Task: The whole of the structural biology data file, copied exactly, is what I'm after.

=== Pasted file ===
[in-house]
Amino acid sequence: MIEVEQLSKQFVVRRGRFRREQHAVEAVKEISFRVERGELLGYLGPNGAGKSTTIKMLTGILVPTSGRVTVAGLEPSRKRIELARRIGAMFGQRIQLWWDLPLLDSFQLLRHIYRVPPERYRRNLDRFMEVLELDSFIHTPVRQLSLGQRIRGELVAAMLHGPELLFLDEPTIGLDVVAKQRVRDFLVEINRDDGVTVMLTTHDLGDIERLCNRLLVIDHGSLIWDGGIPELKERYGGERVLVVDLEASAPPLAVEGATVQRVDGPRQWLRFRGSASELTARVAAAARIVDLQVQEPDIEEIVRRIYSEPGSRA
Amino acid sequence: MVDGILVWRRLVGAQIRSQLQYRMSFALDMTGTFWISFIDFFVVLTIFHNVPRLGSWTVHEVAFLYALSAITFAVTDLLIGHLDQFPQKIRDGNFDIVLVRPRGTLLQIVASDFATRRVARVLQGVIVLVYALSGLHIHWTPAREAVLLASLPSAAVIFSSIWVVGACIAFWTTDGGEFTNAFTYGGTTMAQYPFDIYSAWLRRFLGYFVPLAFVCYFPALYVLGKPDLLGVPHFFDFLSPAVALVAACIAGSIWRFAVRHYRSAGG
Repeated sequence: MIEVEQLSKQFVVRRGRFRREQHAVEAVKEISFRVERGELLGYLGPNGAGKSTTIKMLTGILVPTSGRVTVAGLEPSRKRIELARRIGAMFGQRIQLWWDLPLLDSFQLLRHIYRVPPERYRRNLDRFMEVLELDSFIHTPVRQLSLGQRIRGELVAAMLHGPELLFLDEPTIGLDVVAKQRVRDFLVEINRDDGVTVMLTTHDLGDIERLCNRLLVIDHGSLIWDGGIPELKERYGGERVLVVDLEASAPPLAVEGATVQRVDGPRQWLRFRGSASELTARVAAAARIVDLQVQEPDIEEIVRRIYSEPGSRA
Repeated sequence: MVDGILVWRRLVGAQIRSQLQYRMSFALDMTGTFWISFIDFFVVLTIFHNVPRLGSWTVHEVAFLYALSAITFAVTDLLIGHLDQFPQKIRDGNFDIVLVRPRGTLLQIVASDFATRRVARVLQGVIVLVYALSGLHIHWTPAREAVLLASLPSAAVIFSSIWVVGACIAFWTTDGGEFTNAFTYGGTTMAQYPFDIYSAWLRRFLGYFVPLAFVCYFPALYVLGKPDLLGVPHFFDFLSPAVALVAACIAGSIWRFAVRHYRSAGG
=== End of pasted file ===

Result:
[in-house]
Amino acid sequence: MIEVEQLSKQFVVRRGRFRREQHAVEAVKEISFRVERGELLGYLGPNGAGKSTTIKMLTGILVPTSGRVTVAGLEPSRKRIELARRIGAMFGQRIQLWWDLPLLDSFQLLRHIYRVPPERYRRNLDRFMEVLELDSFIHTPVRQLSLGQRIRGELVAAMLHGPELLFLDEPTIGLDVVAKQRVRDFLVEINRDDGVTVMLTTHDLGDIERLCNRLLVIDHGSLIWDGGIPELKERYGGERVLVVDLEASAPPLAVEGATVQRVDGPRQWLRFRGSASELTARVAAAARIVDLQVQEPDIEEIVRRIYSEPGSRA
Amino acid sequence: MVDGILVWRRLVGAQIRSQLQYRMSFALDMTGTFWISFIDFFVVLTIFHNVPRLGSWTVHEVAFLYALSAITFAVTDLLIGHLDQFPQKIRDGNFDIVLVRPRGTLLQIVASDFATRRVARVLQGVIVLVYALSGLHIHWTPAREAVLLASLPSAAVIFSSIWVVGACIAFWTTDGGEFTNAFTYGGTTMAQYPFDIYSAWLRRFLGYFVPLAFVCYFPALYVLGKPDLLGVPHFFDFLSPAVALVAACIAGSIWRFAVRHYRSAGG
Repeated sequence: MIEVEQLSKQFVVRRGRFRREQHAVEAVKEISFRVERGELLGYLGPNGAGKSTTIKMLTGILVPTSGRVTVAGLEPSRKRIELARRIGAMFGQRIQLWWDLPLLDSFQLLRHIYRVPPERYRRNLDRFMEVLELDSFIHTPVRQLSLGQRIRGELVAAMLHGPELLFLDEPTIGLDVVAKQRVRDFLVEINRDDGVTVMLTTHDLGDIERLCNRLLVIDHGSLIWDGGIPELKERYGGERVLVVDLEASAPPLAVEGATVQRVDGPRQWLRFRGSASELTARVAAAARIVDLQVQEPDIEEIVRRIYSEPGSRA
Repeated sequence: MVDGILVWRRLVGAQIRSQLQYRMSFALDMTGTFWISFIDFFVVLTIFHNVPRLGSWTVHEVAFLYALSAITFAVTDLLIGHLDQFPQKIRDGNFDIVLVRPRGTLLQIVASDFATRRVARVLQGVIVLVYALSGLHIHWTPAREAVLLASLPSAAVIFSSIWVVGACIAFWTTDGGEFTNAFTYGGTTMAQYPFDIYSAWLRRFLGYFVPLAFVCYFPALYVLGKPDLLGVPHFFDFLSPAVALVAACIAGSIWRFAVRHYRSAGG